Shagginess in the Bay Area
It is big, has flat brown scales on a whitish cap, an ornate ring on the smooth stalk and grows under cypresses. What is it? Shaggy Parasol!
Once upon a time
To translate Shaggy Parasol into a Latin name is a little harder and brings us to the history of naming mushrooms.
David Arora’s “Mushrooms Demystified” lists this species as Lepiota rachodes and also mentions two other genus names for this species: Leucoagaricus and Macrolepiota. Let us look at those genera and their names one by one.
Lepiota is the genus name, given in the past to all those white-spored scaly mushrooms with free gills that did not answer to the name Amanita — because their gill trama is different. Just for the record, Lepiota was split off from Agaricus, the genus that encompassed all gilled mushrooms. In the second half of the 19th century, more and more different genera came into use.
To see a graphical representation of the new genera, click here.
Lepiota was also divided up. First the genus Leucocoprinus was recognized, for dainty species with a grooved pileus surface, very much reminiscent of ink caps (Coprinus species) but with white spores (hence the ‘leuco’ – Latinized Greek for white – in front of Coprinus). The yellow flowerpot ‘lepiota’ is an example.
Chlorophyllum with green spores was next — spore print color was considered an extremely important character. But keep in mind that Chl. molybdites was also given the name Lepiota morganii in the beginning of the 20th century.
Leucoagaricus and Macrolepiota were mid-20th century genera, followed by Cystolepiota to include species with a powdery cap surface.
Leucoagaricus is the genus that harbors L. naucina, now known as Leucoagaricus leucothites, “the woman on the motorcycle,” the all-white big flat-capped lawn mushroom, and La. americanus, a wood chip and compost species with a fat stalk which turns first yellow and then red when pestered. Many of the species commonly called Lepiota belong here: L. atrodisca, L. flammeotincta, L. roseilivida, L. rubrotinctoides to name a selection.
Macrolepiota is best known for M. procera, that beautiful European species with a brown scaly cap, and a long, tiger-striped stalk. The stalk is covered in a brown tissue that breaks open horizontally as the stipe grows; a similar pattern is observed in the down on the stalks of Fatsia plants, a rather common garden plant in the Bay Area (in colder regions it is a house plant). Shaggy parasols also found a place in the genus Macrolepiota.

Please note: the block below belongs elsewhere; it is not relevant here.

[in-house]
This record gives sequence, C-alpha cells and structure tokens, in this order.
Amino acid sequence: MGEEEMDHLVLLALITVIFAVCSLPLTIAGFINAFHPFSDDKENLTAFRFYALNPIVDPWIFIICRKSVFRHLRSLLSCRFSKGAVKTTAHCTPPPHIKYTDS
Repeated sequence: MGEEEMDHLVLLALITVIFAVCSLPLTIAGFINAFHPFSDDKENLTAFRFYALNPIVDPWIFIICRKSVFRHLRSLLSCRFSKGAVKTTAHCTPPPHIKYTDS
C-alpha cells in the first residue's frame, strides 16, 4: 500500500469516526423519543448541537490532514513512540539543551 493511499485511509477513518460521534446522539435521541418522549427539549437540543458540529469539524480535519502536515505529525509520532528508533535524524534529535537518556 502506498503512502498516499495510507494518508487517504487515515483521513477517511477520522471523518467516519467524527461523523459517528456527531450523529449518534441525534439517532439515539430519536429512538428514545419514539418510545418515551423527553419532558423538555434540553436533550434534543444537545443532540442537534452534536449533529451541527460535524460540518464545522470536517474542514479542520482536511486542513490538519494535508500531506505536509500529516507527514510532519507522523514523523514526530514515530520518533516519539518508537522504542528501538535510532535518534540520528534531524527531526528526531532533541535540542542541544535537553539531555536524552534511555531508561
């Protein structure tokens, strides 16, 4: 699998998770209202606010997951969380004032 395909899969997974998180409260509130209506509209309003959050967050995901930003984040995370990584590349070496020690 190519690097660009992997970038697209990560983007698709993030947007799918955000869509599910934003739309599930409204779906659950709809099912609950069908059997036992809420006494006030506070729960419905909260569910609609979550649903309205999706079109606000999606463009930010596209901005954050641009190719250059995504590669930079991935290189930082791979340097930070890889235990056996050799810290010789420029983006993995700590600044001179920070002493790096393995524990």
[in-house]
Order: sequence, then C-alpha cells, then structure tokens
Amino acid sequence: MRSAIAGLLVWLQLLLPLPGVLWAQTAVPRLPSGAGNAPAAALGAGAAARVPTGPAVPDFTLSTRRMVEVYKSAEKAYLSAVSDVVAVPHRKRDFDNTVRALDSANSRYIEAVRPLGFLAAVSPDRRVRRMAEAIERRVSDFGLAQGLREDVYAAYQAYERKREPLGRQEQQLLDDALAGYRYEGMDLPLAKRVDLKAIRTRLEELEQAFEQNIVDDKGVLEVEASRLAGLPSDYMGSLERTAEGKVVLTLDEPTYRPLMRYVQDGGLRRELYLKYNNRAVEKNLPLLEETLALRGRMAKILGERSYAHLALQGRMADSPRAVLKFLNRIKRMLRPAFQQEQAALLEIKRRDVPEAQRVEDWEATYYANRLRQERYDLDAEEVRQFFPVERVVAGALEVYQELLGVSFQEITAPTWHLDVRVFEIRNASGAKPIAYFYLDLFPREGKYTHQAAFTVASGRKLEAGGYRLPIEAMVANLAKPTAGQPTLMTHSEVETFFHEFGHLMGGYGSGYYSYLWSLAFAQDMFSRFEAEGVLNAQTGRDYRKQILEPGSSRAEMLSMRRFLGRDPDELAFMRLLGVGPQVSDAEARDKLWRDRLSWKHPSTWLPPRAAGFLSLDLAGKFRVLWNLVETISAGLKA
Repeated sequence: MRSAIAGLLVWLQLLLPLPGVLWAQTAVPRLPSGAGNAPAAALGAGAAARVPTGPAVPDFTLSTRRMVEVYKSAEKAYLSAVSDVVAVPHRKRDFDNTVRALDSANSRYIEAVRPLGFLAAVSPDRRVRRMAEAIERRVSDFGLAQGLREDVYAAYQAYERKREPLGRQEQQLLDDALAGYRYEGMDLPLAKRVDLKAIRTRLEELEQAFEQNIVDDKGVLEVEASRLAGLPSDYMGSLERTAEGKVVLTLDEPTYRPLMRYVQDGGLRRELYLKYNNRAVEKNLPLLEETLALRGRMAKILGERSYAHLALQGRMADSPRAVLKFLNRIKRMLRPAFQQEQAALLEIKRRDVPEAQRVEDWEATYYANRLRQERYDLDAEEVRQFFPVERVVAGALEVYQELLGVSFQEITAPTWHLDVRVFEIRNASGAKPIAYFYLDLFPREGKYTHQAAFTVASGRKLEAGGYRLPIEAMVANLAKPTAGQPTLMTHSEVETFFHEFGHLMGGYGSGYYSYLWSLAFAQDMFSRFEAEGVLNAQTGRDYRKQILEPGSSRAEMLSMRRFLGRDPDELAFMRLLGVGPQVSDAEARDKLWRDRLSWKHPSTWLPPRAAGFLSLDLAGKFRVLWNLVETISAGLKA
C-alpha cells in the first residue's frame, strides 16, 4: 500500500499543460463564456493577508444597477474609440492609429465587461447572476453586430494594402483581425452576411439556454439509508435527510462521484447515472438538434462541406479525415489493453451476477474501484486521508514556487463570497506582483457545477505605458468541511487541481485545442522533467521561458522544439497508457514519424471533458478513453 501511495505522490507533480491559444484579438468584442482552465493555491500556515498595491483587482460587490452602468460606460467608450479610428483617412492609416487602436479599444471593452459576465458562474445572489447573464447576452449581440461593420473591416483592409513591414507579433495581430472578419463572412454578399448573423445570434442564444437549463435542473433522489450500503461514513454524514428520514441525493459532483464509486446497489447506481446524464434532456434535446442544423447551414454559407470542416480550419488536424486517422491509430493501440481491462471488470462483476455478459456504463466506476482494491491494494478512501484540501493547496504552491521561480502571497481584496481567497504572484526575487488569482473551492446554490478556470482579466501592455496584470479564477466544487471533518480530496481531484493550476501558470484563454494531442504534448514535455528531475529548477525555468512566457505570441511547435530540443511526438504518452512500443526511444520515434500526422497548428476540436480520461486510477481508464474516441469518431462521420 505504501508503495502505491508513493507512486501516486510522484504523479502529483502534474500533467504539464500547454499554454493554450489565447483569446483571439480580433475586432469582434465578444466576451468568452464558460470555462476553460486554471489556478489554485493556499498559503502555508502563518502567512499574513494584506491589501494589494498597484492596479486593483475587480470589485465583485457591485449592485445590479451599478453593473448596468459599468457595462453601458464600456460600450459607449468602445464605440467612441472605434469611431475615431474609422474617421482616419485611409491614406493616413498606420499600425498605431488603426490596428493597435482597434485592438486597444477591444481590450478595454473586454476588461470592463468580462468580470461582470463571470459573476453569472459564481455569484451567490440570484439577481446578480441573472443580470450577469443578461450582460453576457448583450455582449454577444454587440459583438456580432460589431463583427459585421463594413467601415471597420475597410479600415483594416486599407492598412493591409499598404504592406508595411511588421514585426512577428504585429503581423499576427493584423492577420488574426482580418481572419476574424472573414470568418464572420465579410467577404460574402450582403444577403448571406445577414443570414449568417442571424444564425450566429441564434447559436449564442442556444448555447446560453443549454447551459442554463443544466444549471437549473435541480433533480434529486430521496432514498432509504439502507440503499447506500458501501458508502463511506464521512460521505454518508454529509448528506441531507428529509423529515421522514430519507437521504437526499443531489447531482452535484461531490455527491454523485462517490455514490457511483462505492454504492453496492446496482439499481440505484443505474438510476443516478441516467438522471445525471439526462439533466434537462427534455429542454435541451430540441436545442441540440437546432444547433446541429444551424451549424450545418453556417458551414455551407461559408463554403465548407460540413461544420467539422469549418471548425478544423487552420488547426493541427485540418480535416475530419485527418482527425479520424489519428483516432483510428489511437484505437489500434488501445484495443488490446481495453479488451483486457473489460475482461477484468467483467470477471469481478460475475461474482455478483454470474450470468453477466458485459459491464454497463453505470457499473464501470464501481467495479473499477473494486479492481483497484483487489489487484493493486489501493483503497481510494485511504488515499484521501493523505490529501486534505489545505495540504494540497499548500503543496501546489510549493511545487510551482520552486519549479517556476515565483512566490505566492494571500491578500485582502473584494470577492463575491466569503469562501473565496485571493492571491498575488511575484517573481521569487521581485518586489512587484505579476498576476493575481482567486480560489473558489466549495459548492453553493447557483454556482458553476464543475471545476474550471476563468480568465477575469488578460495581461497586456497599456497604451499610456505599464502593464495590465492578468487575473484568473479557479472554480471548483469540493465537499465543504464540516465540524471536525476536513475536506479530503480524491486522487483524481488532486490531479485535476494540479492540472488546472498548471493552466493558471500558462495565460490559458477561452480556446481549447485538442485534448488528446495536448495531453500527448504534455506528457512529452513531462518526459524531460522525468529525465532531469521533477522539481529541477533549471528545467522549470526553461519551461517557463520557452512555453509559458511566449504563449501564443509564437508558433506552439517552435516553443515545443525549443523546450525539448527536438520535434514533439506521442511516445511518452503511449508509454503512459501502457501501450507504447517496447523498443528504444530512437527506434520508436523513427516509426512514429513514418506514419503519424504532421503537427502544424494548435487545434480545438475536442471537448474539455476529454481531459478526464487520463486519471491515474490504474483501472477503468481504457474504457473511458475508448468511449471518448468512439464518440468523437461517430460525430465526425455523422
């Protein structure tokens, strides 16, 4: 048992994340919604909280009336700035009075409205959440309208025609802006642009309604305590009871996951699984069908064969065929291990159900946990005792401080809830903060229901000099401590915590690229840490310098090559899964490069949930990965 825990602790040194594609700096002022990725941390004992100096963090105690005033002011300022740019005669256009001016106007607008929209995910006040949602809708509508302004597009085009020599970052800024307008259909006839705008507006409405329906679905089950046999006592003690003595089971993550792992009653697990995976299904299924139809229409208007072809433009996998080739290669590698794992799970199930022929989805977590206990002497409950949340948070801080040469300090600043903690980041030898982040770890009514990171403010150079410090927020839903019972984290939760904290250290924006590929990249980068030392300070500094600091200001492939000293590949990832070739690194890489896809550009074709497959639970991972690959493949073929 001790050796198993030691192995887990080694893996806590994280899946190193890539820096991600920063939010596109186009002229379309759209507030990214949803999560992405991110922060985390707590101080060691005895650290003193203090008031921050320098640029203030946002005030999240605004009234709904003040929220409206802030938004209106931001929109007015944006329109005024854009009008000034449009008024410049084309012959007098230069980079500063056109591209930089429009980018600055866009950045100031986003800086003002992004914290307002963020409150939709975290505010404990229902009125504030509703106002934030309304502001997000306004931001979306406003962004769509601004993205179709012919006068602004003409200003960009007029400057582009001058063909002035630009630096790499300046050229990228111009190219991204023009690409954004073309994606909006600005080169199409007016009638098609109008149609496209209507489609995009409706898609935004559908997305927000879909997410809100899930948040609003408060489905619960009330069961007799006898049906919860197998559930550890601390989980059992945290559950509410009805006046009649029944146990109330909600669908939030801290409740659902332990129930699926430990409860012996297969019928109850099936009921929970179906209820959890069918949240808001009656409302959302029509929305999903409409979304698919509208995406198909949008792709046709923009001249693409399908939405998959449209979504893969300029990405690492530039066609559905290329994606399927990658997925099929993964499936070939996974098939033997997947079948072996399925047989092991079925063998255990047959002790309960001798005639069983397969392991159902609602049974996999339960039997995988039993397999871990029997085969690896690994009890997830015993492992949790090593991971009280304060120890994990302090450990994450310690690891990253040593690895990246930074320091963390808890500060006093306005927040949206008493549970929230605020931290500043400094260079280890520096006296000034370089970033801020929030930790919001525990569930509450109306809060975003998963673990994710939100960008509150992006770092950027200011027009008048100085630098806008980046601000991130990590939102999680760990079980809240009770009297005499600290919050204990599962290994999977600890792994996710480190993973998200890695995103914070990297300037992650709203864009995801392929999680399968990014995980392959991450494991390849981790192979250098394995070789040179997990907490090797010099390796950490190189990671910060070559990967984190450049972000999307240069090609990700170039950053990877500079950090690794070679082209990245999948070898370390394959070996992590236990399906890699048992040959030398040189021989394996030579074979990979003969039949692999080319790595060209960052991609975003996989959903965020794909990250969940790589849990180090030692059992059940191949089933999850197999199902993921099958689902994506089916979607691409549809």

|An anatomically correct Macrolepiota
species on African cloth
|The real Macrolepiota procera, photographed
here in the Netherlands
So far, all these genera are rather easily recognized in the field, though there are also microscopical characters that count. By now, what was left in Lepiota were species such as L. cristata, L. clypeolaria, L. josserandii, and L. aspera.
But to really figure out how the different groups are related, other characters than those morphological ones are needed. For one thing, mushrooms are not very rich in character, a fruitbody is a simple affair, and many of its characters, color for instance, are hard to quantify. Fortunately, it is now possible to compare bits of DNA from different species to discern patterns of a common evolutionary history and to highlight the differences among them.
DNA comparisons tell us that: Lepiota species (in the restricted sense) cluster together in one clade (with these new techniques come new terms), including Cystolepiota species; Leucoagaricus and Leucocoprinus are intermixed and form one big intertwined group; big surprise, Macrolepiota has to be split up — with some species close to Chlorophyllum molybdites and others in Macrolepiota. The two groups are not like twins, but resemble more two non-consecutive siblings on the family tree (a tree which also includes Agaricus in the modern sense, and puffballs in the genera Lycoperdon, Bovista, Calvatia, Tulostoma and many others).